Quantitative Analysis of High Velocity Bloodstain Patterns

William Ristenpart, Fred Tulleners, Sonya Siu, Jennifer Saifi, Faye Springer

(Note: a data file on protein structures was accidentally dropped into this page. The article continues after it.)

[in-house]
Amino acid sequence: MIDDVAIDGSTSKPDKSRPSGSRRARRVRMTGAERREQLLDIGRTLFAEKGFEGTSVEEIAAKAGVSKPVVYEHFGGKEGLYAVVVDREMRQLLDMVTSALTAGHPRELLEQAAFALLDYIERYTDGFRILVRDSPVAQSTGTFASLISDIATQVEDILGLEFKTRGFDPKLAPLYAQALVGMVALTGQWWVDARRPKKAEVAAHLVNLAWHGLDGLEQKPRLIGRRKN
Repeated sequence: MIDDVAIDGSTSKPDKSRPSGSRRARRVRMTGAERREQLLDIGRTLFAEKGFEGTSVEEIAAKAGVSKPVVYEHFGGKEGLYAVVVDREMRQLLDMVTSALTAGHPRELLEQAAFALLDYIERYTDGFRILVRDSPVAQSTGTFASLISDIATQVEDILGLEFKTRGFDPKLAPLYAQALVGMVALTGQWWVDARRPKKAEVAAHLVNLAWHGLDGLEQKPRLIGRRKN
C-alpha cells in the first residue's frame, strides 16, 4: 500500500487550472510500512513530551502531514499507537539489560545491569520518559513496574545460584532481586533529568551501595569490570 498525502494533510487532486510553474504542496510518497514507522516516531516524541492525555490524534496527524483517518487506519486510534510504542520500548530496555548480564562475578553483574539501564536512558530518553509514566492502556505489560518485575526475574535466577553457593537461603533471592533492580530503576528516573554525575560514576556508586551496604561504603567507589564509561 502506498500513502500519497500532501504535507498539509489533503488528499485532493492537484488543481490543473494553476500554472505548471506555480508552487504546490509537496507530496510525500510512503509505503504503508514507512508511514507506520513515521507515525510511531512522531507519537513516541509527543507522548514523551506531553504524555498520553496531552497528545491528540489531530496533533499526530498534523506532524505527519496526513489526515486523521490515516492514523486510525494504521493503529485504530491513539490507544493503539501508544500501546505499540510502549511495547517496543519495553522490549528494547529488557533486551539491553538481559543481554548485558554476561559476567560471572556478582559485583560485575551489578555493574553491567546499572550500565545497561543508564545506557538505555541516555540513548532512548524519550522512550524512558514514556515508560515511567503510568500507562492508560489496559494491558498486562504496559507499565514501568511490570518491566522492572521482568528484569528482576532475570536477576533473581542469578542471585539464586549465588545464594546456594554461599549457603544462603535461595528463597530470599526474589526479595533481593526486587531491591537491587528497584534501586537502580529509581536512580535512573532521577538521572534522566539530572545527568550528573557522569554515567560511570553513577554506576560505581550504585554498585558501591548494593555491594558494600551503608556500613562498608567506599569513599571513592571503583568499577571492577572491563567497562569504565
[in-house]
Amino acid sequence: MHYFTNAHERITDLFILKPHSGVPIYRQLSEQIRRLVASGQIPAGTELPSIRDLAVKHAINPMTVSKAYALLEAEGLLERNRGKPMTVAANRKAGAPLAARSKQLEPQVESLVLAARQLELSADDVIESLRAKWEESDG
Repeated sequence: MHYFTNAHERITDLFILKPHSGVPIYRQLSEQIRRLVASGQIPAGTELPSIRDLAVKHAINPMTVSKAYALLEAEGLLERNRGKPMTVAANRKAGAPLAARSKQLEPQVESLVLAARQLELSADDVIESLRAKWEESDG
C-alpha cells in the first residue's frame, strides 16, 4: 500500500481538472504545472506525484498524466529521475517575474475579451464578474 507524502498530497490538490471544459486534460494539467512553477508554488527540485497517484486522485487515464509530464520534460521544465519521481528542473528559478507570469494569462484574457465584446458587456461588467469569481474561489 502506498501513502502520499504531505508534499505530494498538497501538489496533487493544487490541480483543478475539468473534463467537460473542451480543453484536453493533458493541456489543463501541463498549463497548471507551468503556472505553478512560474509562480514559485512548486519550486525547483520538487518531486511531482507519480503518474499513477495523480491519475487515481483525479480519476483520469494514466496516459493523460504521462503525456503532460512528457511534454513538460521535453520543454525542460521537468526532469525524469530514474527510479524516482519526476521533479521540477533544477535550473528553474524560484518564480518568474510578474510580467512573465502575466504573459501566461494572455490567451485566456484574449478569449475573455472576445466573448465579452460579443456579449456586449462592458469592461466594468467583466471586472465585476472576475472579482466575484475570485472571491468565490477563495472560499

The goal of this study is to establish statistically significant classifications of blood spatter patterns resulting from the interactions between a weapon, suspect and victim. Specifically, a “medium velocity” spatter pattern is usually attributed to blunt force injury, while a “high velocity” pattern is typically attributed to a gunshot wound. The differentiation between these classifications, however, has been qualitative and controversial. There are neither supporting statistical data nor are there objective criteria as to what constitutes “consistency” or the associated error rate. In this study, high speed video (at >10,000 frames per second) was used to visualize simulated bloodshedding events. The impact velocity of various blunt instruments, including a bat, crowbar, and hammer, onto blood soaked sponges was varied systematically. Analogous experiments were also performed with different caliber bullets fired with systematically varied distances to the target surface. In each case, the spatter drop size distribution and morphology was digitized and quantified using a series of rigorous metrics, thereby developing a large statistical “library” of spatter patterns. Photographs of the patterns were then assessed by trained analysts in a double-blind fashion, with the goal of providing quantitative error rates and testing objective criteria for the classification of medium and high velocity bloodstain patterns. We obtained two key findings. First, we demonstrate that quantitative metrics involving the spatially-dependent size distribution of droplets within a spatter pattern could serve as an objective means of differentiating gunshot and blunt instrument spatter patterns. Second, our double blind investigation revealed that human assessments yielded low error rates for gunshot spatter patterns (0.2%), but very high error rates for blunt instrument spatter patterns (37%). Our findings strongly suggest that (i) great caution should be exercised when identifying a pattern as resulting from a gunshot or blunt instrument impact in the absence of secondary indicia, and (ii) that further effort should be put toward development and refinement of quantitative image analysis procedures based on droplet spatial distributions.

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